An operation of aligning a target substrate will be described below with reference to (a) and (b) of FIG. 10 and (a) and (b) of FIG. 11. (a) and (b) of FIG. 11 are plan views of an arrangement of a main part of each of the alignment cameras 12 of the head gantry unit 7. Provided near corners of a target substrate 35 fixed on the substrate-mounting plate 3 by suction are two alignment marks 36 for correcting the direction of in-plane rotation of the target substrate 35.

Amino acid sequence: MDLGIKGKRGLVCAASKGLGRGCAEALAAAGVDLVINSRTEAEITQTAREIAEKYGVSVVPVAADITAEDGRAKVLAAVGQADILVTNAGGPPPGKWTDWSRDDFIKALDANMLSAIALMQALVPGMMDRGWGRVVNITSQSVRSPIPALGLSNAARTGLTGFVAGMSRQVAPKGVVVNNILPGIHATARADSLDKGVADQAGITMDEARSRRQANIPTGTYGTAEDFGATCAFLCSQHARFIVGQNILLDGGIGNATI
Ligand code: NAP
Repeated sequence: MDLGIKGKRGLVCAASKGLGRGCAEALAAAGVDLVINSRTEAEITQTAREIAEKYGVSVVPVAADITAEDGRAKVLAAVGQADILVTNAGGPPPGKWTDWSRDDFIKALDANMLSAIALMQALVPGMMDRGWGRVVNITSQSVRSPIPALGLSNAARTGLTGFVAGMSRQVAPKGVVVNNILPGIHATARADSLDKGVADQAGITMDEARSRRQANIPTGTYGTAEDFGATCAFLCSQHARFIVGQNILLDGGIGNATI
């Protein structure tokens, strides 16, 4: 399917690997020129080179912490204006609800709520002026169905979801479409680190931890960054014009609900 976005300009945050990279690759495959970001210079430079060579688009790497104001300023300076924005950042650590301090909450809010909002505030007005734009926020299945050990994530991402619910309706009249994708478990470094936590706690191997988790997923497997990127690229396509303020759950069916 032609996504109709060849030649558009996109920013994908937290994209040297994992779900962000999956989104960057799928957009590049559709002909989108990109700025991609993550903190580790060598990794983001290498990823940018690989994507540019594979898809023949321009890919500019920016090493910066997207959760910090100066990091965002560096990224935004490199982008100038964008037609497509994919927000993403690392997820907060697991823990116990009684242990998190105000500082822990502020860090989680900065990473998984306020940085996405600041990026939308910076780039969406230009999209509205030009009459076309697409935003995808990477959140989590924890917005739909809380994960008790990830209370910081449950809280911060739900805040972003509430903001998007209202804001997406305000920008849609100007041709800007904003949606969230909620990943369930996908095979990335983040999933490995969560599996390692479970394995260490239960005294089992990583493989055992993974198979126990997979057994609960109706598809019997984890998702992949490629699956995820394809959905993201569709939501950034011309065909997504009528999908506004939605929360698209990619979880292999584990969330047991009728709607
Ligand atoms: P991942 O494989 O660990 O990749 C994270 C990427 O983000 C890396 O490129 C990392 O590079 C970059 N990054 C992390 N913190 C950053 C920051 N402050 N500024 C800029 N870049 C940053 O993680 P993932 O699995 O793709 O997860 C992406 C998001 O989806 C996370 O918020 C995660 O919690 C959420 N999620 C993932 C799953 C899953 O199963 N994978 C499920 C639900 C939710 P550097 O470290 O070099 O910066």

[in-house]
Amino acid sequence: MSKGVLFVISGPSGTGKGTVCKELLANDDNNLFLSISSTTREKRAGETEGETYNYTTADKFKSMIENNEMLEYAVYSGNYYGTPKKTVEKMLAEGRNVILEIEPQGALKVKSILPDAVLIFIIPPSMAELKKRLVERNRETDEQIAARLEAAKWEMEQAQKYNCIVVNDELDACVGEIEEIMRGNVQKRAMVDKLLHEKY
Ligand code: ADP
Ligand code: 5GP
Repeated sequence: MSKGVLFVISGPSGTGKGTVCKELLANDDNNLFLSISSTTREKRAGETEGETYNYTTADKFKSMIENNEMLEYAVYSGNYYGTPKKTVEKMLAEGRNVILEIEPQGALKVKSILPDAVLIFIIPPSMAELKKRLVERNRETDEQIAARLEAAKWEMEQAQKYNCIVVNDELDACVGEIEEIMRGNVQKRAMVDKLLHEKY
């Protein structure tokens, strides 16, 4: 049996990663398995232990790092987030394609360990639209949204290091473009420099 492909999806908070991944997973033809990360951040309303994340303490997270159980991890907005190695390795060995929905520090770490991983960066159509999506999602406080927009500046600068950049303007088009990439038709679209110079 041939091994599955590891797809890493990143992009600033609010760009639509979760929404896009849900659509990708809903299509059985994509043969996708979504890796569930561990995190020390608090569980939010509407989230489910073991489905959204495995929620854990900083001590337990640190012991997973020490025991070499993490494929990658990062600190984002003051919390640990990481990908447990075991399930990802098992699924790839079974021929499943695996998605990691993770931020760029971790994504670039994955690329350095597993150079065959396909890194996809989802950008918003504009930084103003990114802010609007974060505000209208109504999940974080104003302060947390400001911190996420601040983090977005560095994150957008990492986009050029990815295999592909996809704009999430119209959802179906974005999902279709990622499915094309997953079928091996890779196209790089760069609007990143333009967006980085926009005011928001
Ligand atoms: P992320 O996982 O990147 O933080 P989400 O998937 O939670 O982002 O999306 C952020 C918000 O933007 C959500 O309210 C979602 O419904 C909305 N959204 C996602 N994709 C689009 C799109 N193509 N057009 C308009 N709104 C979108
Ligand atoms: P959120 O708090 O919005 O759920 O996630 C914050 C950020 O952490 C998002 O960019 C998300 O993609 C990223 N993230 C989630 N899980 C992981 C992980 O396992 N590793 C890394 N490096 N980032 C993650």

The two alignment cameras 12 fixed to the head gantry unit 7 move integrally with the head gantry unit 7 from their respective positions shown in (a) of FIG. 10 to the respective positions shown in (b) of FIG. 10. Moreover, a displacement in the direction of in-plane rotation of the target substrate 35 is calculated based on image information from the alignment cameras 12, and the aforementioned theta rolling mechanism and the aforementioned micromotion mechanism for slight movement in the directions of the arrow r3, both of which mechanisms belong to the substrate-mounting plate 3, are used to correct the posture of the target substrate 35 in the direction of a turning arrow r6 shown in (b) of FIG. 10.